Last week the Florida Fish and Wildlife Conservation Commission (FWC) announced the discovery of a new bass species, the Choctaw. Also known by its pending scientific name, Micropterus haiaka, the bass had been previously grouped with the similar, but genetically different spotted bass. According to Fox News, the Choctaw is the tenth species of bass to be discovered so far. Such an announcement is sure to perk the interests of anglers, but where can this elusive species be found?
“We didn’t set out to find a new species,” said Mike Tringali, who lead the discovery at FWC’s Fish and Wildlife Research Institute. “It found us.”
FWC scientists found the first specimen in Florida’s Chipola River, a tributary of the Apalachicola River. Researchers were conducting a study of game fish genetics when they captured it in 2007, but the realization that the Choctaw is its own independent species came years later. Since then the bass has been found in the river systems of Alabama and Florida, predominantly the Choctawhatcee River. Scientists suspect that the Pearl River, which runs through Mississippi and Louisiana, also contains the bass. The species typically lives near the upper source of rivers and streams. Below is a map of some suspected Choctaw habitats:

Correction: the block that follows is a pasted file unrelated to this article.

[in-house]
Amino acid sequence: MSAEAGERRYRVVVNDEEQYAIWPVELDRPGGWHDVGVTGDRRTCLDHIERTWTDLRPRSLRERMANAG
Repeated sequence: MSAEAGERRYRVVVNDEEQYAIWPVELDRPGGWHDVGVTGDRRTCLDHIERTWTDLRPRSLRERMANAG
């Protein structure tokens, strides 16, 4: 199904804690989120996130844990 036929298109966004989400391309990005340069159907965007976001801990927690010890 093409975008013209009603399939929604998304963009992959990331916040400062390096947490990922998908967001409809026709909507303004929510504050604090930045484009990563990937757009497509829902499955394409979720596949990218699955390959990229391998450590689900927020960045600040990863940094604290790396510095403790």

Choctaw bass is very similar in appearance to spotted bass and average around 14 inches in length. Some ways to tell Choctaw from spotted bass include counting scales, fin rays, or gill rakers. While not a competitor for the largest bass species, adventurous anglers may find the hunt for a new species a special challenge. Just because it is small does not mean the bass is timid, the Choctaw maintain a niche dominance in their respective environments. Areas with Choctaw bass often do not contain other bass species.
Wildlife officials are currently working to ensure that the species remains healthy and are preparing new conservation management plans.
Images courtesy Florida Fish and Wildlife Conservation Commission